Today's handful of state elections are
receiving wide attention for what they do and don't say about national politics. These are the most important races and the Wire's coverage of what they mean: Virginia governor
, New Jersey governor
, New York City mayor
, Maine's gay marriage law
, New York congressional race
. (More on NY-23 here
.) Conservatives are already reevaluating national strategy
on the basis of today's expected results: Republican Bob McDonnell will
likely win Virginia, Mayor Michael Bloomberg in New York City,
third-party candidate Doug Hoffman in New York State, with both Maine
and New Jersey contested. In aggregate, what do today's elections mean
for national politics and what do they portend for the big races in
2010 and President Obama's reelection campaign in 2012?
- The End of Moderates Rush Limbaugh foresees
the deaths of moderate Blue Dog Democrats and of moderate "RINO"
(Republican in name only) Republicans. He pegs it to the three-way NY-23
Congressional race (background here).
"[Republican Dede] Scozzafava has screwed every RINO in the country. We
could say that she's guilty of bestiality. Everyone can see just how
dangerous they are. You know, 2010 might be a nightmare for PETA. Two
animals might become extinct: RINOs and Blue Dog Democrats. Pelosi's
going to kill off the Blue Dogs, and conservatives are gonna finally
get rid of RINOs."
- Democratic Base Sagging Liberal blogger Chris Bowers worries
about Democrats losing interest. "Democrats are not as enthusiastic and
well-organized as they were last year," he writes. "So, Democrats are
facing a twin problem of a national Republican gain
of 2-3%, combined with lower enthusiasm among their own base. While it
is not yet a recipe for Republicans to regain control of Congress, it
is certainly a recipe for Republicans to make real gains in the 2010
elections. As a party, Democrats should address these problems rather
than pretending they don't exist."
- A New GOP Brand Nate Silver says
Republicans have a branding problem and even suggests they change their
name to the Conservative Party. "The Democratic brand is marginal in
about half the
country, but the Republican brand is radioactive in about two-thirds of
it. The biggest story of the cycle is that a non-Republican
conservative, Doug Hoffman, might win. Counterfactual: if Hoffman had
in fact been the Republican nominee in NY-23 all along, would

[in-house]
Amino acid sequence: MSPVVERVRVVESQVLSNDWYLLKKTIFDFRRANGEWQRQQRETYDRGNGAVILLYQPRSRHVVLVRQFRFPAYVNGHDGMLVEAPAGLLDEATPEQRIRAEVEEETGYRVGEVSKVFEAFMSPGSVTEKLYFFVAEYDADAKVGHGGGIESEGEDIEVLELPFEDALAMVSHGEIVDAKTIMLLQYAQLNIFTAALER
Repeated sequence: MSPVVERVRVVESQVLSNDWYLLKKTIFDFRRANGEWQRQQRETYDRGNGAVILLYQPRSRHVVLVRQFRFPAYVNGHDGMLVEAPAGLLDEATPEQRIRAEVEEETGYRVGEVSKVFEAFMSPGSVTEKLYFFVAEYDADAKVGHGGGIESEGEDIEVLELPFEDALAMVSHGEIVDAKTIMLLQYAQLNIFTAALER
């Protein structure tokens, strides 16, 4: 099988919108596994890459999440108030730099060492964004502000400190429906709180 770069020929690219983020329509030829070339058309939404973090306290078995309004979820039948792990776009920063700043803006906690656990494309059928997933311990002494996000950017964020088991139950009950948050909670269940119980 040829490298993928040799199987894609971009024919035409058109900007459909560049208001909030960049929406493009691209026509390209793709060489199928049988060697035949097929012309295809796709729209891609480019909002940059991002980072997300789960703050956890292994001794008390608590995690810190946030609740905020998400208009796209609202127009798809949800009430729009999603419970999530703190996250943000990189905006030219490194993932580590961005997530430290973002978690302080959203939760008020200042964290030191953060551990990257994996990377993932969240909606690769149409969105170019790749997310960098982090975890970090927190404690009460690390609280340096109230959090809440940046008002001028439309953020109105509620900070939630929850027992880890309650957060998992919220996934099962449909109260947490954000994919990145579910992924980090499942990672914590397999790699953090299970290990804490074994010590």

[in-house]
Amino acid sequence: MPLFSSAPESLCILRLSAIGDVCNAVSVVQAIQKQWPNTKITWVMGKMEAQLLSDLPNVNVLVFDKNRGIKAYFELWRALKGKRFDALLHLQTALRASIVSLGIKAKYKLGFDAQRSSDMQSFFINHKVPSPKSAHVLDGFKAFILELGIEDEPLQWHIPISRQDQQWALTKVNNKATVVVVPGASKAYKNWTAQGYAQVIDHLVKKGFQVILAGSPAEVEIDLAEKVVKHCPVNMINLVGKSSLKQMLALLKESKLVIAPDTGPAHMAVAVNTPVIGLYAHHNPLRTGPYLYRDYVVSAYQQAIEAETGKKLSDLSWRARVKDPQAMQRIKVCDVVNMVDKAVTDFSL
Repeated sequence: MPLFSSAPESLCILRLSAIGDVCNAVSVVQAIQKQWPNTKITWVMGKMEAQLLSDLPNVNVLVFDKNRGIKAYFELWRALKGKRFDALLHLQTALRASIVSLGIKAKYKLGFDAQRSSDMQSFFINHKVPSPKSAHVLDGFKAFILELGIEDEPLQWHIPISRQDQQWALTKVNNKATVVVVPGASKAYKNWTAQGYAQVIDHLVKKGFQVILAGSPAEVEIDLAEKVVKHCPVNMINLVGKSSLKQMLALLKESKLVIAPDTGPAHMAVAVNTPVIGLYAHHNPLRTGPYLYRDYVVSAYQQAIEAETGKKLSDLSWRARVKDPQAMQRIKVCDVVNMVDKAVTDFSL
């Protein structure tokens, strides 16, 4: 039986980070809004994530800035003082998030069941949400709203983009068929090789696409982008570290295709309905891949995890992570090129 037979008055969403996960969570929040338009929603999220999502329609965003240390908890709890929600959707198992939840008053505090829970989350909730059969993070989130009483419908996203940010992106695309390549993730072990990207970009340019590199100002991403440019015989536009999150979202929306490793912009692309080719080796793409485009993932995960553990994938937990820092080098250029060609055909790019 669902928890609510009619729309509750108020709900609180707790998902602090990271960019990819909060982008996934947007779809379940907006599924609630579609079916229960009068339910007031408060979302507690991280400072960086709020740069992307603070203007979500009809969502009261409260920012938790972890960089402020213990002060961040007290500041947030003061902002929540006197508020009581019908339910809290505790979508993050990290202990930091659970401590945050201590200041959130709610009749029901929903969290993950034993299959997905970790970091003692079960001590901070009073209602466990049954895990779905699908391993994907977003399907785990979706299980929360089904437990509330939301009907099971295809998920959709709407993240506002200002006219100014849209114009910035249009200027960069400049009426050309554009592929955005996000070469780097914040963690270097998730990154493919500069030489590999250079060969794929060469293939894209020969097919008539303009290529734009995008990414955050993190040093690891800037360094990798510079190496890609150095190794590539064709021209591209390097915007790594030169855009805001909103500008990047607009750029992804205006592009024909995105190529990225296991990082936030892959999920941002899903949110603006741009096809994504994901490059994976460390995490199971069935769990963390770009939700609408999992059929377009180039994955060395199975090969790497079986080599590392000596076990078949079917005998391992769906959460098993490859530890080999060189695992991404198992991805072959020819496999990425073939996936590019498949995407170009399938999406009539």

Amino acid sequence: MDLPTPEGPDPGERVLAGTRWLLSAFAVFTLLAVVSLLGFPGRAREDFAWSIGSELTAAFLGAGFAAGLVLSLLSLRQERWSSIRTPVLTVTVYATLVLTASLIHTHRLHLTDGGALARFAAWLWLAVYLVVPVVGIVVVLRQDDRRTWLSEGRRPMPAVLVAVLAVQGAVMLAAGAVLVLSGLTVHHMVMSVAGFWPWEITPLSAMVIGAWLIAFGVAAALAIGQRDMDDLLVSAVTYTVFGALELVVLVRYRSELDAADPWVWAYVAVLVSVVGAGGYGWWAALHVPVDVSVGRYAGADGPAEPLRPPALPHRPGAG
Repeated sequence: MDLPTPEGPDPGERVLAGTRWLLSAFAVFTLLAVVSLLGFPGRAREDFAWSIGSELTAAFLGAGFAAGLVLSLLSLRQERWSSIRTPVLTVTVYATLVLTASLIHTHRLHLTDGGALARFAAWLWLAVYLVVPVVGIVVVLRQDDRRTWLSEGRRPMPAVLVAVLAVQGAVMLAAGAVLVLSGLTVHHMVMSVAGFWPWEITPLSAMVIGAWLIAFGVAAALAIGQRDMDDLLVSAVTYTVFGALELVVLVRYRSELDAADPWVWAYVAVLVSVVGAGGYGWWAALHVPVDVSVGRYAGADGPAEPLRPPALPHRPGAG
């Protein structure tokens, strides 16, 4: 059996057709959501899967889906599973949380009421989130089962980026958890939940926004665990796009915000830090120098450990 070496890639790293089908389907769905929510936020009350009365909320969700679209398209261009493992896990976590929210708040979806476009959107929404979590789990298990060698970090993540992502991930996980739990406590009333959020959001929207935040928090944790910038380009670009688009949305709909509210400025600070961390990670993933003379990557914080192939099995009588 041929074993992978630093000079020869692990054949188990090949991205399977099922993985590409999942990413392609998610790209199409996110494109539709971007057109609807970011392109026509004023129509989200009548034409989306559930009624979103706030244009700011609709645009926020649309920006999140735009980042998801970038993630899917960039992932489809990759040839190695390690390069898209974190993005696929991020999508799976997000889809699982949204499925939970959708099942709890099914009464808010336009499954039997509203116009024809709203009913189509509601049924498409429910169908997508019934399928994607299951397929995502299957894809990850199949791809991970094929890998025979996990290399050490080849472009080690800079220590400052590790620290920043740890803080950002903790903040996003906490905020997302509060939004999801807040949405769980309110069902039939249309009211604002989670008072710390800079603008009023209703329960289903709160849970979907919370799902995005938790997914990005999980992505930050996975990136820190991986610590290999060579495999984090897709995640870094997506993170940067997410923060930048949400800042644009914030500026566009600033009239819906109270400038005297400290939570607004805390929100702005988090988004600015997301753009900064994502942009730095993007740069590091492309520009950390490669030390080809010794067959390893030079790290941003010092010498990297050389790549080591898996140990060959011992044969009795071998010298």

he be in the same strong position that he finds himself in today?
Methinks not." He writes of the GOP adopting Conservative Party
candidate Doug Hoffman as their own, "while the upside is that
Republicans are re-branded
as conservatives, the risk is that conservatives are re-branded as
- GOP Wins Good for Obama? Peter Beinart flips the conventional wisdom,
arguing that Democrats losing some off-year battles is a good thing for
Obama. "Presidencies have an arc.
The key is to make sure that your trough comes early so that you’re
gaining strength as reelection rolls around." Beinart notes that both
Reagan and Clinton had rough midterm elections in their first terms but
went on to re-election, whereas George H.W. had a successful midterm.
"So let’s imagine that Democrats lose next week because the GOP’s
conservative base flocks to the polls while liberals stay home. For
Obama, that wouldn’t be so terrible. The more confident right-wing
Republicans become, the more likely they will nominate a Palin-like
zealot in 2012. And the more likely Obama will be able to use the GOP’s
zealotry to lure independent voters to his side, as Clinton did in
1996, when he made Newt Gingrich a central focus of his reelection bid."
- Absolutely Nothing The Atlantic's Joshua Green cautions
against over-analyzing. "Along with tarot cards and goat entrails, a
lot of people believe they
can divine hidden meaning from the results of off-year elections," he
writes. "The pointless thing about prognostications, even ones as vague
these, is that they can't factor in any of the changes that could occur
in the interim. And there are bound to be plenty of them: major
health-care reform seems likely; a weak economy and high unemployment
seem possible; and the introduction of a compelling Republican agenda
is at least feasible."
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